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Thursday 14 December 2017
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Assisi

History of the city


Originally an Umbrian settlement, under Rome Assisi became a municipium with the name of Asisium. Up until the 13th century the city perimeters remained the same as they had been in Roman times. Bishop Rufino evangelised Assisi in 238 AD. Wrested from the Goths of Totila in 545, Assisi passed under the dominion of the Longobard and Frankish Duchy of Spoleto. In the 11th century it proclaimed itself a free ghibelline comune, constantly clashing with the nearby guelph Perugia. In 1189, taking advantage of the absence of the imperial vicar Conrad of Lutzen, the inhabitants of Assisi stormed the city's fortress. In retaliation for Perugia's interference with the city's bid for freedom, Assisi marched against its ancient rival and was defeated at Ponte San Giovanni.

Giotto: San Francesco riceve le stimmate
Amongst those captured by the Perugians was a certain Giovanni di Bernardone, called Francesco. Born between 1181 and 1182, he was the son of the wealthy cloth merchant Pietro di Bernardone, originally from Lucca, and of his Provenšal wife Pica. Once Perugia had released him from prison, Francesco decided to reclaim his honour by joining the crusade of Gualtier de Brienne but an illness forced him to abandon his plan before he had got as far as Spoleto. Meanwhile the future Emperor Fredeick II had been baptised in Assisi in 1197, three years after his birth in the market square of Jesi, in the Marches. Francesco decided to change his life by renouncing all the comforts and riches of his family. At San Damiano in 1205 Francesco (Francis) had a vision that bid him rebuild the church

In 1208 Francis, who had in the meantime been given the chapel of Santa Maria degli Angeli by the Benedictines, also known as the Porziuncola, founded his own order, the Lesser Friars.

San Francesco e Santa Chiara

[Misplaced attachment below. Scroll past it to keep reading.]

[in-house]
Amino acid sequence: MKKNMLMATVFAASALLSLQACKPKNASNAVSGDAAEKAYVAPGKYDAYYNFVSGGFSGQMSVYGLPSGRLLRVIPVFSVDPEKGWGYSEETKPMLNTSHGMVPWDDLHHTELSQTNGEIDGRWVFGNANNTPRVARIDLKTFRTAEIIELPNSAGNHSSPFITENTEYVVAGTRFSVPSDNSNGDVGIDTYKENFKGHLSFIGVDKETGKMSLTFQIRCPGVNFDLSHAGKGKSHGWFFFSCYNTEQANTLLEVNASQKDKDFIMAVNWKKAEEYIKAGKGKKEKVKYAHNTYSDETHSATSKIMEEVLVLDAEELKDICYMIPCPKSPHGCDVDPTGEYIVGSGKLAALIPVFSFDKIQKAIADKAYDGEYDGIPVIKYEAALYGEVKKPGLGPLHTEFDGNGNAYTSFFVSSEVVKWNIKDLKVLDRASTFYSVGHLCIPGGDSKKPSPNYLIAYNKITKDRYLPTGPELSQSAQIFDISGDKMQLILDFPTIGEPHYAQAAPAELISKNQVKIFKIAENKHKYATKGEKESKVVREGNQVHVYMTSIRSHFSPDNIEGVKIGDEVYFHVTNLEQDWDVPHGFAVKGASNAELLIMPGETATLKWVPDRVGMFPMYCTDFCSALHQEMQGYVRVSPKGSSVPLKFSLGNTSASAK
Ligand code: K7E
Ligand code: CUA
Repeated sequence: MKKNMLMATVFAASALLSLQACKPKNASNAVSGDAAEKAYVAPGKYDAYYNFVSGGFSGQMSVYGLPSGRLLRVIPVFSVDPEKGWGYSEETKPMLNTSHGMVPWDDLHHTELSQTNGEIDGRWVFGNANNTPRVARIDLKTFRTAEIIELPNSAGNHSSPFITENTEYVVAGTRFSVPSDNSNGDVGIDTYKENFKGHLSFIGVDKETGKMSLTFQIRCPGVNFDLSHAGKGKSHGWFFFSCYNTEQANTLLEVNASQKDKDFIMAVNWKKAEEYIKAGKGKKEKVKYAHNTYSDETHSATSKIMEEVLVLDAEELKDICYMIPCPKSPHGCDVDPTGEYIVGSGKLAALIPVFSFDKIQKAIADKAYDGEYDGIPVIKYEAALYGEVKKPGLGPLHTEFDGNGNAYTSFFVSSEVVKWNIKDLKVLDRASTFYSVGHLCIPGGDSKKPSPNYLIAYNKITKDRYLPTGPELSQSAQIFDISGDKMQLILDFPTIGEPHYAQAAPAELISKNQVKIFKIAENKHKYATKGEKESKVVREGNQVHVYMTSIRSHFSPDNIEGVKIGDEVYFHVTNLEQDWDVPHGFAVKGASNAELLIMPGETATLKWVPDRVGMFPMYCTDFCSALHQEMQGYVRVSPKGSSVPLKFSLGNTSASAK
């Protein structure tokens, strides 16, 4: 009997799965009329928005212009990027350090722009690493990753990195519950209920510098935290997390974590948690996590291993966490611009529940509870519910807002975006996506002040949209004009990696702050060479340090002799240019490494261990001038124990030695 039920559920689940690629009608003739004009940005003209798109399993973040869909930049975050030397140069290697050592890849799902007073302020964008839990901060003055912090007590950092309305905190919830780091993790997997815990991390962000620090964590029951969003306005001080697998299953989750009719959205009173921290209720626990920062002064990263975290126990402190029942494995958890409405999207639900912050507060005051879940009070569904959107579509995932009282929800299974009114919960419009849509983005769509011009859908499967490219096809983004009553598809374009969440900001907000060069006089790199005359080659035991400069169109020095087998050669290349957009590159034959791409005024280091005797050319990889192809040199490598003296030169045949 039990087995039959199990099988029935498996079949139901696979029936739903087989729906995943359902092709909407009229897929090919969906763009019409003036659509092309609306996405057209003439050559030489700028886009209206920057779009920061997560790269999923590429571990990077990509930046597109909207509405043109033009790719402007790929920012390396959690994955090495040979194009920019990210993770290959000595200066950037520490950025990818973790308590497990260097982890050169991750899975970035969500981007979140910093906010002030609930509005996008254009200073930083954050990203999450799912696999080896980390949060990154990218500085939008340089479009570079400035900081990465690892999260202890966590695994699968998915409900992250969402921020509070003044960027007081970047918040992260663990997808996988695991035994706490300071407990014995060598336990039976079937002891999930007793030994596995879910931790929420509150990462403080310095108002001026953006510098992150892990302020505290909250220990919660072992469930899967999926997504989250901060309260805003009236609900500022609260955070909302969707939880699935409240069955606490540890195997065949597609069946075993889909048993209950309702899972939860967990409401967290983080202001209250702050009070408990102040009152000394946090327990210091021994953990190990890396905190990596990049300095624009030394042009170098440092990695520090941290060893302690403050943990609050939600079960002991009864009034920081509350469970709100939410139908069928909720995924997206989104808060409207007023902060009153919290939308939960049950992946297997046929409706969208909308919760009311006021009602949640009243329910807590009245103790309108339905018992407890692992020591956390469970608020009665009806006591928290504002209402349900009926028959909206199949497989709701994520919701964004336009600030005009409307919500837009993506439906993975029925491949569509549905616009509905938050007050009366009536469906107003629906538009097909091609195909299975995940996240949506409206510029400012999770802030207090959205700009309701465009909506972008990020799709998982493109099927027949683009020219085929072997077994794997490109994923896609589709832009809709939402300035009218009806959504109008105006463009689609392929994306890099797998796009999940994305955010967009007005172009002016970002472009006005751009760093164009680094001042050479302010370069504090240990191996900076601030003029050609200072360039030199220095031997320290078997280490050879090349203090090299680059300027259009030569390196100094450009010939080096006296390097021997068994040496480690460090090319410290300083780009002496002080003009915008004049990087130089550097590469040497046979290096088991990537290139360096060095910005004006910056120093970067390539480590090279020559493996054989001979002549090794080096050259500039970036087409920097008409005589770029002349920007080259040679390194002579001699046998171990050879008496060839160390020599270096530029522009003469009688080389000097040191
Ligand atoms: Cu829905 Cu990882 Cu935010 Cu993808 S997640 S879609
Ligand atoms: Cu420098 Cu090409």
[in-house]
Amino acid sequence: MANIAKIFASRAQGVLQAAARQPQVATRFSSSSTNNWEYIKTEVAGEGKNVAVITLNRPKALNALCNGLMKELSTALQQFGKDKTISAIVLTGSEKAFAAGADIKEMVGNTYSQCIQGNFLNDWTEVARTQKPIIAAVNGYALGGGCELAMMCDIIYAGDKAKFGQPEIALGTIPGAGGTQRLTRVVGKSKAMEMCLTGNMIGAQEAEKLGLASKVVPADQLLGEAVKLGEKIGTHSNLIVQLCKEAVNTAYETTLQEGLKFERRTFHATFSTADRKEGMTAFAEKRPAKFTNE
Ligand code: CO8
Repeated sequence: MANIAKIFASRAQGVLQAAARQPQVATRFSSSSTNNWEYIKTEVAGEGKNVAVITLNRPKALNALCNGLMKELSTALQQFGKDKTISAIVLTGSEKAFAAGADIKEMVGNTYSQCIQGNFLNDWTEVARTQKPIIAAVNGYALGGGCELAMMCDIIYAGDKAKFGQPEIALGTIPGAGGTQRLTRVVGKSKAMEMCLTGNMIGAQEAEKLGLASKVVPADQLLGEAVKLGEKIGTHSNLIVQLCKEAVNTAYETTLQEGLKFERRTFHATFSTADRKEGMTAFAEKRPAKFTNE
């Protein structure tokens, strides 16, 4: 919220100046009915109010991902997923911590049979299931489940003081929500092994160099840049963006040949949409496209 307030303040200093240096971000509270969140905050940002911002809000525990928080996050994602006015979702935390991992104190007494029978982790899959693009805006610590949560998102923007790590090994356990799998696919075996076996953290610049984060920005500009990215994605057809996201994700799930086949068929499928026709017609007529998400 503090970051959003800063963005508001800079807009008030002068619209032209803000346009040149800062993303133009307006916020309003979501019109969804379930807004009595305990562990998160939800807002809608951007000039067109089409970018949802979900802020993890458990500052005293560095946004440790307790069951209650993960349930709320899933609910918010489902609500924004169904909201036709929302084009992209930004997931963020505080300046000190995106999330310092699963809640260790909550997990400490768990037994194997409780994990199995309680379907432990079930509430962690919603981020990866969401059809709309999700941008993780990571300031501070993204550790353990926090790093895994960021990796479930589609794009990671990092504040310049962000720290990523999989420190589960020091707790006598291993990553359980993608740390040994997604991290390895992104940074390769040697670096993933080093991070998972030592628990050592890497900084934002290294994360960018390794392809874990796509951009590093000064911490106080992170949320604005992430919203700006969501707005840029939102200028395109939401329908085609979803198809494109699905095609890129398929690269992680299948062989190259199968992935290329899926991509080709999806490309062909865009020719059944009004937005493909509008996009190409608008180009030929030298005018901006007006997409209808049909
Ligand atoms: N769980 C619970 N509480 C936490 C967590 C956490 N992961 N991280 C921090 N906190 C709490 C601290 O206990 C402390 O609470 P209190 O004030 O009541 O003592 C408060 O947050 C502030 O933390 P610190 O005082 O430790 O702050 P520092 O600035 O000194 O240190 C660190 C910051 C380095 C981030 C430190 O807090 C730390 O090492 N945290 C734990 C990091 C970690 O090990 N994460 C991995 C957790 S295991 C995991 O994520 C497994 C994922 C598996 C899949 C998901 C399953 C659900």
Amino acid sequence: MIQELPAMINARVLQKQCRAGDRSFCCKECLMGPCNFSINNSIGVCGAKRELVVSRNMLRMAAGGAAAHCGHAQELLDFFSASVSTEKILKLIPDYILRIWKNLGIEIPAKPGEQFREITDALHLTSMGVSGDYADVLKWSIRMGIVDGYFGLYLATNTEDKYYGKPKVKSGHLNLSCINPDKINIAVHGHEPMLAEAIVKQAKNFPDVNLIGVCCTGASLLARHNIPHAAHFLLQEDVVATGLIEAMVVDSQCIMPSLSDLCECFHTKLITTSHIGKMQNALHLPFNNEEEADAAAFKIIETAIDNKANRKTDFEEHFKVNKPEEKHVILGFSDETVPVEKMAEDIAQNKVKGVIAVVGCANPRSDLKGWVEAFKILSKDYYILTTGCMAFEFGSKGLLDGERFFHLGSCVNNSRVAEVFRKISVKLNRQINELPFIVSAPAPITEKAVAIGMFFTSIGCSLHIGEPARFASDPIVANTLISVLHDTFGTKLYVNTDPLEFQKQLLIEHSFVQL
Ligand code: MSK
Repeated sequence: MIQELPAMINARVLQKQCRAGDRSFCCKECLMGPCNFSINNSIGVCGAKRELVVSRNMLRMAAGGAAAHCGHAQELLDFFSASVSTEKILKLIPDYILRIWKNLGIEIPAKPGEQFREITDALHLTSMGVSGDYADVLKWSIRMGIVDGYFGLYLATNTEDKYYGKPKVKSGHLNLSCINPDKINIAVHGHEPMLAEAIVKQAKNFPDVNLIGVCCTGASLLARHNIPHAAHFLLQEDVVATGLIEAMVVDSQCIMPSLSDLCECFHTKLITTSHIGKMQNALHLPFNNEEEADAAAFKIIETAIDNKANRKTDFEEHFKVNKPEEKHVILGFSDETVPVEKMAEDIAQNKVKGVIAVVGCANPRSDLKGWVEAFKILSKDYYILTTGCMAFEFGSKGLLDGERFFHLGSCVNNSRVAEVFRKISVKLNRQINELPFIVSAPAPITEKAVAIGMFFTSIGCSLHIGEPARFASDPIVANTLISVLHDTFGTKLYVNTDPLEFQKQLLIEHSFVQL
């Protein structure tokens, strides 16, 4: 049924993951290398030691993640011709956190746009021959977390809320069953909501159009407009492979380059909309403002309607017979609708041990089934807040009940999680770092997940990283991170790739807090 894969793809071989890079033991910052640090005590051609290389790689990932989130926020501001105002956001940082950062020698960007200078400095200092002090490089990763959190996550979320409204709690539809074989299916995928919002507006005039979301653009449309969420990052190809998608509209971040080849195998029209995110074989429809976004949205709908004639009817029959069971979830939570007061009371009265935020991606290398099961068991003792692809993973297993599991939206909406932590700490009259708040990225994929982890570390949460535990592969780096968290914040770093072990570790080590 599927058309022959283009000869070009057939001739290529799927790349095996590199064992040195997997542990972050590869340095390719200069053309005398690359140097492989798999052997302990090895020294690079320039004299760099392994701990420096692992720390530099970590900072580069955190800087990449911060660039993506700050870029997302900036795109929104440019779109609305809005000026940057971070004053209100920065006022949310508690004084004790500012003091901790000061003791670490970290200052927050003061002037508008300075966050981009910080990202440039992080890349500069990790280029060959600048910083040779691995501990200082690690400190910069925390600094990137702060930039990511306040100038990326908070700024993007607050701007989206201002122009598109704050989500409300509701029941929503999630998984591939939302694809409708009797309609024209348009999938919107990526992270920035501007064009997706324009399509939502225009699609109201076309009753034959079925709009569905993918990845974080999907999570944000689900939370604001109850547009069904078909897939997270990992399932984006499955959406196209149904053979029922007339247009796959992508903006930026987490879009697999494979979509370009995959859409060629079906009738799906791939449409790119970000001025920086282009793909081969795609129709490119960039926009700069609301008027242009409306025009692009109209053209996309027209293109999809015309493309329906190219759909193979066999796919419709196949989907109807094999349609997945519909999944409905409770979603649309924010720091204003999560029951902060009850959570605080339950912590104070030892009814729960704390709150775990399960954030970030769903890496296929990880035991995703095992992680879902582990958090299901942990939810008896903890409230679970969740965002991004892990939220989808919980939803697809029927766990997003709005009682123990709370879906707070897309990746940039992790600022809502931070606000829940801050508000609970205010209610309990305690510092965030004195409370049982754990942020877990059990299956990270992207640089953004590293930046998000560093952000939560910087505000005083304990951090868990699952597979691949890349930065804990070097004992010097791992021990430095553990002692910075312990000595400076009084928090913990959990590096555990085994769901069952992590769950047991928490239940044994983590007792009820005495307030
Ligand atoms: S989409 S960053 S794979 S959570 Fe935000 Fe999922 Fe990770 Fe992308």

Following his meeting with Chiara di Favarone di Offreduccio, a girl from Assisi of noble birth, Francis founded the Sisters of Claire for her in 1212

In 1221 Francis founded Third Order (lay) at Cannara. Francis received the stigmata in 1224 at La Verna and died in 1226 at La Porziuncola. Francis was proclaimed saint just two years after his death. The following day Pope Gregory IX laid the foundation stone for the church and convent Francis' companion Fra' Elia wished to erect. Claire was also canonised two years after her death in 1253. A year later work began to build the church in her honour.

Notwithstanding these two eminent religious figures, the history of Assisi followed another course. In 1316 Assisi extended its city walls to include the complex of the Basilica of St Francis, the Benedictine convent of San Pietro and Borgo Aretino. The city went into a decline after the plague of 1348. To secure the dominion of the Church over Assisi, in 1367 Cardinal Albornoz ordered the Rocca Maggiore to be built on what remained of the imperial fortress above the city. From the 14th through to the 16th century the two main families in Assisi, the Nepis above and the Fiumi below, feuded viciously depite the fact that the city was under a succession of rulers for long periods (Biordo Michellotti, Broglio di Trinci, Galeazzo Visconti, Braccio Fortebraccio, Francesco Sforza, Jacopo Piccinino). The city only finally endered the dominion of the Church under the Piccolomini pope, Pius II (1458-64).

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